Chinese Terracotta Warriors Reproduced in Paper Mache – Guest Post

Terra Cotta Warrior in Paper Mache

We have another guest post today by Cory Triplett, a grade school teacher who uses paper mache and other art forms to help his students learn about other cultures and their history. Cory’s class recently made a bigger-than-life-sized Terracotta Warrior, made with paper mache. I’ll link to his other posts below the gallery so you can see a few of the other projects he and his students have made.

By the way, you’re about to see a photo of Cory covered in plastic wrap, and then plastic tape.  I personally would  not recommend allowing anyone to cover your face with plastic unless they really know what you’re doing. Cory explains how this part was done in a comment below the post.

Now, I’ll let Cory take it from here …

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©2015 Cory Triplett

How We Made a Terracotta Warrior With Paper Mache

The 6th grade students finished studying ancient China and were fascinated with the idea that so many Terracotta warriors could be buried, untouched for so many years. When, I brought up the idea of building a life-sized (or bigger), paper mache warrior for our annual History Fair, the entire class was ecstatic!

The fun began when the students got the chance to wrap their courageous art teacher with saran wrap and clear packaging tape to create an armature. Next, student helped stuff the armature with newspaper. The 6th grade class then helped add several layers of paper mache. I then went in an added the details. Finally it was time to paint. The 6th graders did the base painting and I went in to complete project. This project took us about 2 months to complete. The Terracotta Warrior was quite popular during the History Fair.

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Thanks, Cory!

For more projects by Cory and his class, click the links below:

10 thoughts on “Chinese Terracotta Warriors Reproduced in Paper Mache – Guest Post

  1. Cory, that is fabulous. A great idea. I watched a special on the soldiers the other day and was thinking of paper mache, but your thoughts were much bigger! Great job, and you have some lucky and talented students.

  2. OK Cory – how the heck did you breathe with all that plastic over your face??? (Fabulous project, by the way. Your students are so lucky to have you as a teacher.)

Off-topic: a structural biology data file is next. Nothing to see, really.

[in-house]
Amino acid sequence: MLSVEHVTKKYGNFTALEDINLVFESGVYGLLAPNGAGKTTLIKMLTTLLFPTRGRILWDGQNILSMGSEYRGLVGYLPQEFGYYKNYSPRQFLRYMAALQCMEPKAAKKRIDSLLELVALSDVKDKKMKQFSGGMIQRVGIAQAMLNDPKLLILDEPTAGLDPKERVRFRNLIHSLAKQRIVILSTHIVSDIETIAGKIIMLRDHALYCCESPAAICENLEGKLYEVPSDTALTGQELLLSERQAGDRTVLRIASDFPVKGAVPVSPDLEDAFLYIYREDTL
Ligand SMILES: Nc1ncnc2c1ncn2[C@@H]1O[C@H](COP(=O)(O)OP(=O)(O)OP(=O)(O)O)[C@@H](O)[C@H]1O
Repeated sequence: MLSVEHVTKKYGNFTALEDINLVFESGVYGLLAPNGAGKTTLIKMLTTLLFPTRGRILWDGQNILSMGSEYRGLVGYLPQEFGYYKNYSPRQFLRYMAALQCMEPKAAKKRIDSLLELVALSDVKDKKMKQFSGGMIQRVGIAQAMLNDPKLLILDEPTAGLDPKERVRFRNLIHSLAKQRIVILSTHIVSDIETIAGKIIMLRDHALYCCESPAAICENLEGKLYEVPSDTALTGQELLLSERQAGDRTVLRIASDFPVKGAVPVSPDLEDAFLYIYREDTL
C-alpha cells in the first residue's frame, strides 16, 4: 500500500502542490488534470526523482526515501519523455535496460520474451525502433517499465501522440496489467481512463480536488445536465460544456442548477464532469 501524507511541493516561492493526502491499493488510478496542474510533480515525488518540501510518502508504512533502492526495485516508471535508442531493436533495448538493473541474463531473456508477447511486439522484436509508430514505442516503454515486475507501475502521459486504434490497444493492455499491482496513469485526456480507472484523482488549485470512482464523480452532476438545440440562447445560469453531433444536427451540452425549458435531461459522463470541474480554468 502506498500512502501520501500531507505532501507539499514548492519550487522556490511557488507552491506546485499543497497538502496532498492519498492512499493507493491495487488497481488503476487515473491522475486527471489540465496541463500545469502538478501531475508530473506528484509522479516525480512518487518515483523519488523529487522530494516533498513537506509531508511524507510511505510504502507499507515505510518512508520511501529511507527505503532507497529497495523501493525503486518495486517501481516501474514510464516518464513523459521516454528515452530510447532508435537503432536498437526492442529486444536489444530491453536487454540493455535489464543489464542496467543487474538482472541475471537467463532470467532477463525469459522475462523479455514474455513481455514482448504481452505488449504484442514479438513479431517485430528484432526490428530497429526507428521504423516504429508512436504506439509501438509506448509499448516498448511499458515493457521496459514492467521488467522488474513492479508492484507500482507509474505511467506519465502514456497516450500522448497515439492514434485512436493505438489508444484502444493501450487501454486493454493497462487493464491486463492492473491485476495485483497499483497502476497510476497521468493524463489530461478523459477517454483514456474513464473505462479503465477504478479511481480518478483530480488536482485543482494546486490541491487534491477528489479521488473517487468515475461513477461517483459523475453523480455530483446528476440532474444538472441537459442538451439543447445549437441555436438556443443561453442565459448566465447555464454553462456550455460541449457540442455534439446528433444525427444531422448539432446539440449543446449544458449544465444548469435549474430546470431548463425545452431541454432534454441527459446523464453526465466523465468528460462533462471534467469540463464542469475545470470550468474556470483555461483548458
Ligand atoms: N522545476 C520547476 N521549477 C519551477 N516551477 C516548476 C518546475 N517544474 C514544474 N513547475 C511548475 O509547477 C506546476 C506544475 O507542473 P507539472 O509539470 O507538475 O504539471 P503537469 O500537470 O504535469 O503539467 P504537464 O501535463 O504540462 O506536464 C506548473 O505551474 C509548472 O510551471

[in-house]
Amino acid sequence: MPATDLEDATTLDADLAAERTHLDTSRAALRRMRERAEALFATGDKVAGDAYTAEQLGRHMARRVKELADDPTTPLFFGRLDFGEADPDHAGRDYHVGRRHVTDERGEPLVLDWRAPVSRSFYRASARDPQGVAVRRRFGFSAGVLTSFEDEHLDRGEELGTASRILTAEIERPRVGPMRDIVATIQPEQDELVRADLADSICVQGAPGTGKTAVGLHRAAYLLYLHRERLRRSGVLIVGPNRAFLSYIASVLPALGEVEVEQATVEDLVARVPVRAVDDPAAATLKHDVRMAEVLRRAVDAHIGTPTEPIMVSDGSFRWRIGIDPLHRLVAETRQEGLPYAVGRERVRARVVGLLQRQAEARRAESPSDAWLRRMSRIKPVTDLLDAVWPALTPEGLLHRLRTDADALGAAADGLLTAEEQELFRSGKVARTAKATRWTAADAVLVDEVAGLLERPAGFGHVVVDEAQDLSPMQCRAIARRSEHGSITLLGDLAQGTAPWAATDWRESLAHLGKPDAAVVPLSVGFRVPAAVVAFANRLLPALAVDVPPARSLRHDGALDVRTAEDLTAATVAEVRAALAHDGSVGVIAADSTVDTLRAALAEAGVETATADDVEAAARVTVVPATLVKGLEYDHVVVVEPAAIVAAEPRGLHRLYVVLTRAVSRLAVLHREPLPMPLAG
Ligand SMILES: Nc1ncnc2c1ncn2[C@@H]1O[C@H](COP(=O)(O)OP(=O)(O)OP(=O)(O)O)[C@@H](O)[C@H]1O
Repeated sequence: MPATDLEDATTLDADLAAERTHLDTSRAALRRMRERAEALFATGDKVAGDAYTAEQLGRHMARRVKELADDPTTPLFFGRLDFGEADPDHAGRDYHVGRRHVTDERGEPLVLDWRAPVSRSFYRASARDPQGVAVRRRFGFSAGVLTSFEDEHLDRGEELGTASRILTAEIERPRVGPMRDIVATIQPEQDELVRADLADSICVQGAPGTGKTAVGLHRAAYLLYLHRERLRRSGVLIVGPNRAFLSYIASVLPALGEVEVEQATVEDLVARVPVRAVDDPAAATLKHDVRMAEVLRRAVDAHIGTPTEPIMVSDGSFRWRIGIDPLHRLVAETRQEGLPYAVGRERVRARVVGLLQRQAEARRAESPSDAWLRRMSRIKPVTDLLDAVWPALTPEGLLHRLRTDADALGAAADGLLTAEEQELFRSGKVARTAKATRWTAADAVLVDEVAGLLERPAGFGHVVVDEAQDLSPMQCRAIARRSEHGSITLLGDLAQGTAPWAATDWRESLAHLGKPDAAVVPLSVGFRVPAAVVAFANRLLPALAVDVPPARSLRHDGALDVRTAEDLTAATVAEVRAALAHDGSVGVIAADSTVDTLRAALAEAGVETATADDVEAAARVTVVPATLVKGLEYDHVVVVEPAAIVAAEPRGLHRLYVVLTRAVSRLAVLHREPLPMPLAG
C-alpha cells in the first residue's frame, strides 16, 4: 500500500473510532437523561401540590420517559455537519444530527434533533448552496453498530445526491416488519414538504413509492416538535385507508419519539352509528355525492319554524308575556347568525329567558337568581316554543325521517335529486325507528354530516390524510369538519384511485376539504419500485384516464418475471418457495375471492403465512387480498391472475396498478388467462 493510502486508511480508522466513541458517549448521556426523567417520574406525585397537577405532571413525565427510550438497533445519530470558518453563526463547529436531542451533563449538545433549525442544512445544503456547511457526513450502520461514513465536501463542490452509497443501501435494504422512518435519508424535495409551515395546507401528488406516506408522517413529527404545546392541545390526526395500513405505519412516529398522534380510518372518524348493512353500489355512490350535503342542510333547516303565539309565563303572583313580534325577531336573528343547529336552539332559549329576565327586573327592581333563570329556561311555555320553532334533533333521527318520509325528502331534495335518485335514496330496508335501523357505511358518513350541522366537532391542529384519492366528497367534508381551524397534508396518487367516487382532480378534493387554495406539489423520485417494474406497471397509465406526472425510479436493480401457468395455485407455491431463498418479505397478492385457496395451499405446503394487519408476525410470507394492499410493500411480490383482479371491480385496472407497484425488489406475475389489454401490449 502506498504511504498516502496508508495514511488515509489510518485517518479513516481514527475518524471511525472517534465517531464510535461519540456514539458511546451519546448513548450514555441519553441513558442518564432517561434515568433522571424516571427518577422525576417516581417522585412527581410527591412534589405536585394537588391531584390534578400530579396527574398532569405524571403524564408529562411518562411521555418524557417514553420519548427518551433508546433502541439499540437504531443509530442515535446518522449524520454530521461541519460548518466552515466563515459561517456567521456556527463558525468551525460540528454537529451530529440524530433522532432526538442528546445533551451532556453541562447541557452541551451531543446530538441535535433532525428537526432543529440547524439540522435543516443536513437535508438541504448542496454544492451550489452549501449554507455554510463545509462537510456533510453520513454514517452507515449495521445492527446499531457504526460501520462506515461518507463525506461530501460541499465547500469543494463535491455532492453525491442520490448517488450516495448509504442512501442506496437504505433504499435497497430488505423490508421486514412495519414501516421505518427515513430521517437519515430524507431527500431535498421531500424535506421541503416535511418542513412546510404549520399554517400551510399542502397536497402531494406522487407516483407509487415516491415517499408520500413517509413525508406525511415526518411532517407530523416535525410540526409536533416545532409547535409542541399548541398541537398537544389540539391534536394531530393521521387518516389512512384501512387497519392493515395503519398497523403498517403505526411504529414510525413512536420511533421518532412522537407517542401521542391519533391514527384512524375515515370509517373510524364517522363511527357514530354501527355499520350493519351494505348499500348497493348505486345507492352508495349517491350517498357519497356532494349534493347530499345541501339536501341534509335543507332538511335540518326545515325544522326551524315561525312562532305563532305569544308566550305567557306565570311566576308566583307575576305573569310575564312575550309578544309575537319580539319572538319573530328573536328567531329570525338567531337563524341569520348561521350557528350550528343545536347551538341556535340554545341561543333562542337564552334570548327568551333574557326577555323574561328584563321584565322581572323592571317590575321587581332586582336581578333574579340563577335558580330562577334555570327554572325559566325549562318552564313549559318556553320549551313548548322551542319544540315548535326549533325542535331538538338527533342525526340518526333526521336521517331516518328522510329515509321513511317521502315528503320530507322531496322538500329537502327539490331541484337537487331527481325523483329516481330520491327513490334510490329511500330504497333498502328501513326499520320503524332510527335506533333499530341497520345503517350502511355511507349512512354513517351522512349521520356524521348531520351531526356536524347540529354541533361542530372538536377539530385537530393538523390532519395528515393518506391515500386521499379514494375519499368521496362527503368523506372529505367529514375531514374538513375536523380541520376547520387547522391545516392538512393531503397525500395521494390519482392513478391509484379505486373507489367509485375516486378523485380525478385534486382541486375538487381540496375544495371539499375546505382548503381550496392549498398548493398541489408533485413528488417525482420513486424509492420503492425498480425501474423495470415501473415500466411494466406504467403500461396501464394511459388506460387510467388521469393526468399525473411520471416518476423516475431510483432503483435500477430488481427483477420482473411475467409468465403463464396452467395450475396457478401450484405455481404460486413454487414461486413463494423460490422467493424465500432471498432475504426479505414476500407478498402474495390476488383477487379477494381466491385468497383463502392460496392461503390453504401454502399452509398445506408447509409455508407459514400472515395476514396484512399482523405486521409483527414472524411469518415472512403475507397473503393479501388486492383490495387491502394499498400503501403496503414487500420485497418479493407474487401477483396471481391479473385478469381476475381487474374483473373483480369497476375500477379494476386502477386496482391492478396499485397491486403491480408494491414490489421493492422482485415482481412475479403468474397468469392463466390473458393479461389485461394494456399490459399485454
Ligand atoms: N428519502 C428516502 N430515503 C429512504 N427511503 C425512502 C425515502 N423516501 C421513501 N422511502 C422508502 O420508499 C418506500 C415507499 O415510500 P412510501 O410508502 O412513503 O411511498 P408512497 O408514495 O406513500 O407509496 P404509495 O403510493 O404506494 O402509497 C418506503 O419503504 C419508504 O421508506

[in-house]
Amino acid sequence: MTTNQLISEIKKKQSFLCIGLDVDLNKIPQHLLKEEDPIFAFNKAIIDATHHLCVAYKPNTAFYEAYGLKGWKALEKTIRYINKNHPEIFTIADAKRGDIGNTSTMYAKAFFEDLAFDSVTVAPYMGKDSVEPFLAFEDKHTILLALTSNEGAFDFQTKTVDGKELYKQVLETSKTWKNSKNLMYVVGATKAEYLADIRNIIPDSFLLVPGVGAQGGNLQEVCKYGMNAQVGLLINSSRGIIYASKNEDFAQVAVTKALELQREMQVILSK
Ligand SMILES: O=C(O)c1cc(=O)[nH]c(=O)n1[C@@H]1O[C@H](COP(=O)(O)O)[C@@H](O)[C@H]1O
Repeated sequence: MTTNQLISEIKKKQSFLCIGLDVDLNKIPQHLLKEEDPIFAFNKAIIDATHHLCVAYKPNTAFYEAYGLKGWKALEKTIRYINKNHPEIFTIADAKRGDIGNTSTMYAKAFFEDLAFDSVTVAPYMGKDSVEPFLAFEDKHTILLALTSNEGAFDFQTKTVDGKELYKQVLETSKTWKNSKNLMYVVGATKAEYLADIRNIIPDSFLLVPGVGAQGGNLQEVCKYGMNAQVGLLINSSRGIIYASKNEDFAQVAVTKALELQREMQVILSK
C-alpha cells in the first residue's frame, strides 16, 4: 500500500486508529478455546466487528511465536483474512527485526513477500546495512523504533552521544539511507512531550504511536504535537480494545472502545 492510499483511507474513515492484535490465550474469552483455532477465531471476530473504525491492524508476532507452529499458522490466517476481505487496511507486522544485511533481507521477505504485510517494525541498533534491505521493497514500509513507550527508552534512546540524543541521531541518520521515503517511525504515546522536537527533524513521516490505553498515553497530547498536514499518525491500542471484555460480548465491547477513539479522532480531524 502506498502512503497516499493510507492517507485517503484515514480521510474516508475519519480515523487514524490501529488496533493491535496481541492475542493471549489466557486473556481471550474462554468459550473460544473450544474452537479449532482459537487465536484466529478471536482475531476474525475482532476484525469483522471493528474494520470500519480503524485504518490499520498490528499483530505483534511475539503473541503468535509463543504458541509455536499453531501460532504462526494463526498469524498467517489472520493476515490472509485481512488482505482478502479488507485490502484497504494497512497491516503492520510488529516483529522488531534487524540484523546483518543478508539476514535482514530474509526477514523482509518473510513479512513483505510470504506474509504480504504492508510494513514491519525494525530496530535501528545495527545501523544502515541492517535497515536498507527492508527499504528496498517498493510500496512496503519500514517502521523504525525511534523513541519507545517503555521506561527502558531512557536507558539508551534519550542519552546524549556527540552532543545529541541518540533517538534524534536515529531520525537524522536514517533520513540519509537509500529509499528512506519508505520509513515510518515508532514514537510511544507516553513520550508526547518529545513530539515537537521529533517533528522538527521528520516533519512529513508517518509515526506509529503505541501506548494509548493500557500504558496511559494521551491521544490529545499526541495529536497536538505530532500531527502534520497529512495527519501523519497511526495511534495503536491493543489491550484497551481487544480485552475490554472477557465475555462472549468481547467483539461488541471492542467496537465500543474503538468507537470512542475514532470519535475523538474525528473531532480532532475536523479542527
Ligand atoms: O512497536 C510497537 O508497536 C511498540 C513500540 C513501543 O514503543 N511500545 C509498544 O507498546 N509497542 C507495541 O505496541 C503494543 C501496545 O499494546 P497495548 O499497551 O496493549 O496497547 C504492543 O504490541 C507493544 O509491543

• I have done the body wrapping on multiple occasions. First, you need to wrap the desired area with plastic wrap. Then, you need to cover the plastic with many layers of clear packaging tape, until your reach your desired thickness. Next, carefully cut the mold open in an inconspicuous area (down the backside). Don’t but the piece completely in half, on cut enough so the model can get out. Finally tape the opening back together.

      When it comes to the head, I would recommend wearing a stocking cap. Cover the entire head and neck with saran wrap, but DO NOT cover the mouth or nose areas. Again, wrap all areas with packing tape (not the mouth or nose). Please be careful when covering the neck, do not pull the tape too tight. When the head and neck are covered, carefully cut up the neck and up the back of the head. Now the mold should be able to slip on an off the head with ease. To complete the nose and mouth areas I would hold my breath and allow someone to quickly cove the areas, stopping to take a breath of fresh whenever I felt I needed one. DO NOT try to hold

        • Cory, your project really helps make history come alive, but I would not put myself in a place where I would be history. I think if you made a plaster of paris mold of your head and neck that would stand in for your own head and neck and the possibility of an accident is down way down. But on the whole, I agree your students are very lucky to have you as a teacher as you do inspire them. This is beautiful.

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